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War And Peace 692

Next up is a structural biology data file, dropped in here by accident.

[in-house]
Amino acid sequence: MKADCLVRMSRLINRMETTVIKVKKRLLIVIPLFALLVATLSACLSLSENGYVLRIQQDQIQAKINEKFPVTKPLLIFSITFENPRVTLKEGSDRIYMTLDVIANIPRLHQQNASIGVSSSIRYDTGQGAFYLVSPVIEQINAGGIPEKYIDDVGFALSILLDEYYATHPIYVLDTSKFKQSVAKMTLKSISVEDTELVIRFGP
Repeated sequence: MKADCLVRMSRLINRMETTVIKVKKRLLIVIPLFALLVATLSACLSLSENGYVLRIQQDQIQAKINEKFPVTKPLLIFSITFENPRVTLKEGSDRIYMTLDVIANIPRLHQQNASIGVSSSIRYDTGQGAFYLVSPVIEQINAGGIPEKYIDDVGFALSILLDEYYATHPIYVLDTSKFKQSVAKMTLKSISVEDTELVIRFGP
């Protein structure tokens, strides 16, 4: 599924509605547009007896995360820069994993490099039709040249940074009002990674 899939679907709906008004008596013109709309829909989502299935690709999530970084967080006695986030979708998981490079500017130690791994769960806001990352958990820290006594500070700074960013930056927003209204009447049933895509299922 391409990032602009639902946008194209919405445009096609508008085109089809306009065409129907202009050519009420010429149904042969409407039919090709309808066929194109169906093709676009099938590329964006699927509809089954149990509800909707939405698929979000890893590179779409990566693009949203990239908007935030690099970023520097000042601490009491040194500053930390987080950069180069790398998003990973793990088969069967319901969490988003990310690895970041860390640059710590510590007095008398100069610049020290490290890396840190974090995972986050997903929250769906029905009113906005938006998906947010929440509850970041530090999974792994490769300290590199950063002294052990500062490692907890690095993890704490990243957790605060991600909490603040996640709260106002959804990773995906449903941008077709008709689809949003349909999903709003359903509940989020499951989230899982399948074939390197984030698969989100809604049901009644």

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them wholly on that one thing and yet was unable to accomplish all that she considered necessary. There were then as now conversations and discussions about womens rights, the relations of husband and wife and their freedom and rights, though these themes were not yet termed questions as they are now; but these topics were not merely uninteresting to Natasha, she positively did not understand them. These questions, then as now, existed only for those who see nothing in marriage but the pleasure married people get from one another, that is, only the beginnings of marriage and not its whole significance, which lies in the family. Discussions and questions of that kind, which are like the question of how to get the greatest gratification from ones dinner, did not then and do not now exist for those for whom the purpose of a dinner is the nourishment it affords; and the purpose of marriage is the family. If the purpose of dinner is to nourish the body, a man who eats two dinners at once may perhaps get more enjoyment but will not attain his purpose, for his stomach will not digest the two dinners. If the purpose of marriage is the family, the person who wishes to have many wives or husbands may perhaps obtain much pleasure, but in that case will not have a family. If the purpose of food is nourishment and the purpose of marriage is the family, the whole question resolves itself into not eating more than one can digest, and not having more wives or husbands than are needed for the family--that is, one wife or one husband. Natasha needed a husband. A husband was given her and he gave her a family. And she not only saw no need of any other or better husband, but as all the powers of her soul were intent on serving that husband and family, she could not imagine and saw no interest in imagining how it would be if things were different. Natasha did not care for society in general, but prized the more the society of her relatives--Countess Mary, and her brother, her mother, and Sonya. She valued the company of those to whom she could come striding disheveled from the nursery in her dressing gown, and with joyful face show a yellow instead of a green stain on babys napkin, and from whom she could hear reassuring words to the effect that baby was much better. To such an extent had Natasha let herself go that the way she dressed and did her hair, her ill-chosen words, and her jealousy--she was jealous of Sonya, of the governess, and of every woman, pretty or plain--were habitual subjects of jest to those about her. The general opinion was that Pierre was under his wifes thumb, which was really true. From the very first days of their married life Natasha had announced her demands. Pierre was greatly surprised by his wifes view, to him a perfectly novel one, that every moment of his life belonged to her and to the family. His wifes demands astonished him, but they also flattered him, and he submitted to them. Pierres subjection consisted in the fact that he not only dared not flirt with, but dared not even speak smilingly to, any other woman; did not dare dine at the Club as a pastime, did not dare spend money on a whim, and did not dare absent himself for any length of time, except on business--in which his wife included his intellectual pursuits, which she did not in the least understand but to which she attributed great importance. To make up for this, at home Pierre had the right to regulate his life and that of the whole family exactly as he chose. At home Natasha placed herself in the position of a slave to her husband, and the whole household went on tiptoe when he was occupied--that is, was reading or writing in his study. Pierre had but to show a partiality for anything to get just what he liked done always. He had only to express a wish and Natasha would jump up and run to fulfill it. The entire household was governed according to Pierres supposed orders, that is, by his wishes which Natasha tried to guess. Their way of life and place of residence, their acquaintances and ties, Natashas occupations, the childrens upbringing, were all selected not merely with regard to Pierres expressed wishes, but to what Natasha from the thoughts he expressed in conversation supposed his wishes to be. And she deduced the essentials of

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